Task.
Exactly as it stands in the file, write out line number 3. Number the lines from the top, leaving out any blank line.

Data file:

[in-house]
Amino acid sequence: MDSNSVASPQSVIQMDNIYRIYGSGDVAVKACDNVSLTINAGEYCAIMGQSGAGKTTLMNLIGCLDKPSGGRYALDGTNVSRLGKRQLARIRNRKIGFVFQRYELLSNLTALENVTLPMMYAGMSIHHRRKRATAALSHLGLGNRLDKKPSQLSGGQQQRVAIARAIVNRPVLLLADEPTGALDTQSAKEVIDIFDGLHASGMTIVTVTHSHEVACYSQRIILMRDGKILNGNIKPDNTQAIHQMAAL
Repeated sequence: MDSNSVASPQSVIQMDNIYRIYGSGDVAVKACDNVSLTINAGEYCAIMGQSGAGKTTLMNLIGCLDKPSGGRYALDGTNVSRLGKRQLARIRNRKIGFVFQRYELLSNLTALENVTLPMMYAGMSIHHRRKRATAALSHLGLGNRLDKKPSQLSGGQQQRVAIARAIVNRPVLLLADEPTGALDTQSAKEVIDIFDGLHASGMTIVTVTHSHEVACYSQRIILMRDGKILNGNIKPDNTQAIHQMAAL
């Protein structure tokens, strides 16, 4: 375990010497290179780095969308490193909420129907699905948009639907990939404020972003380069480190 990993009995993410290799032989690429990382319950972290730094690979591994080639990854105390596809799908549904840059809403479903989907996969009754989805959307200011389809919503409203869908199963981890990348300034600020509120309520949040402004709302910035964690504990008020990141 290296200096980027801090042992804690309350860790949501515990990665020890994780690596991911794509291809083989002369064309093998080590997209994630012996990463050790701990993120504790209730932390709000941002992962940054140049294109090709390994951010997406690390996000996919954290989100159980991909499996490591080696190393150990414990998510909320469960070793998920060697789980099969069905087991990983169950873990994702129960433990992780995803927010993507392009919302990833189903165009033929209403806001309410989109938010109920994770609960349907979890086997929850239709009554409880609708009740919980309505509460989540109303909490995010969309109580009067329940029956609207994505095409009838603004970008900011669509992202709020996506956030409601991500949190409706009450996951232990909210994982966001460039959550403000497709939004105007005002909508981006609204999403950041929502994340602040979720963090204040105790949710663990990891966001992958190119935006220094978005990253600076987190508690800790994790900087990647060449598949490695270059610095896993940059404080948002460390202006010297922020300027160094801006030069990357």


Repeated sequence: MDSNSVASPQSVIQMDNIYRIYGSGDVAVKACDNVSLTINAGEYCAIMGQSGAGKTTLMNLIGCLDKPSGGRYALDGTNVSRLGKRQLARIRNRKIGFVFQRYELLSNLTALENVTLPMMYAGMSIHHRRKRATAALSHLGLGNRLDKKPSQLSGGQQQRVAIARAIVNRPVLLLADEPTGALDTQSAKEVIDIFDGLHASGMTIVTVTHSHEVACYSQRIILMRDGKILNGNIKPDNTQAIHQMAAL